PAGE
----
In use, the Olloclip is straightforward – clip on the bracket with the lens you want to use in front of the camera and then start taking pictures using your favourite camera app. Simples!

To test out the Olloclip 4-in-1, I used a Samsung Galaxy S4 borrowed from a colleague and got snapping. Here are a few macro pictures that I took of a coin and the detail is impressive.

Olloclip Macro

Olloclip Macro

Olloclip Macro

And here are a few photos of a local landmark using the normal S4 camera, the wide-angle lens and the fisheye lens. I’m no Ansel Adams, that’s for sure.

Native S4 Camera

Olloclip Wide-Angle

Olloclip Fisheye

I was impressed with the Olloclip and with more interesting subject matter, I could have a lot of fun. I particularly liked the macro capabilities and the fisheye was fun too; I was quite surprised at the width of the field of view. Overall, the 4-in-1 was easy to use, clipping on and off in seconds, and significantly increased the photographic possibilities of the Galaxy S4. . On the downside, you do have to remember to bring the Olloclip with you, and the on/off and volume buttons are obstructed by the bracket when in use. The other problem can be with Samsung cases, which often replace the smartphone’s back. If you have one of these cases, you’ll find that the Olloclip won’t clip on and you’ll need to revert to the original case.

The Olloclip 4-in-1 for the Samsung Galaxy S4 or S5 is available direct from the website or through other on-line retailers. Priced at a penny under US$70 or GB£60, it’s more than an impulse purchase but if you are photographer or want to get more from your camera, it’s worth forking out for. Hopefully enough Galaxy owners will purchase to persuade Olloclip to look at other popular Android smartphones as well.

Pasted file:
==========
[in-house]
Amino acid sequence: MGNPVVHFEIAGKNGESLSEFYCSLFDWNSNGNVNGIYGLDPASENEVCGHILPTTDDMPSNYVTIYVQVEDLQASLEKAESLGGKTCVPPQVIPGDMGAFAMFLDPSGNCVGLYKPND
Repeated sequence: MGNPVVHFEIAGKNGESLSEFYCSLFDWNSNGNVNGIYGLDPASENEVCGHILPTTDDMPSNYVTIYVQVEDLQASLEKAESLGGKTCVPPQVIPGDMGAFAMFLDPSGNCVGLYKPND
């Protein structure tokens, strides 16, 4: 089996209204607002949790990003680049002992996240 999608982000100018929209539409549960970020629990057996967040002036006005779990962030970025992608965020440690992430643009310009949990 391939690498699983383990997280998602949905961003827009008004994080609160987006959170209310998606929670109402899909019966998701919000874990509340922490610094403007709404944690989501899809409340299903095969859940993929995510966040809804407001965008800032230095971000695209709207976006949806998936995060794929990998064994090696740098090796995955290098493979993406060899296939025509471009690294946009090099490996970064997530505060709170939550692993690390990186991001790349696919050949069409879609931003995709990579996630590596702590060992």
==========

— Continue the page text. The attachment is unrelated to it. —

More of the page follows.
Thanks to Olloclip for the review 4-in-1 lens and to Jacinta for the loan of the Galaxy S4.

Leuchtturm1917 v Moleskine Notebooks

For all today’s gadgets, there’s a great deal still to be said for pen and paper. It’s cheap, reliable and you don’t need to worry about the battery life. Setting those practicalities aside, I find great pleasure in a beautiful notebook and a fine fountain pen, though my handwriting still leaves much to be desired. I’m not a alone in this pleasure with a resurgence in paper notebooks and the legendary Moleskine has pushed to the fore. Is it the best? Here we have two lined notebooks, one from Leuchtturm1917  and the other from Moleskine – let’s take a look and find out.

Leuchtturm1917 and Moleskine Notebooks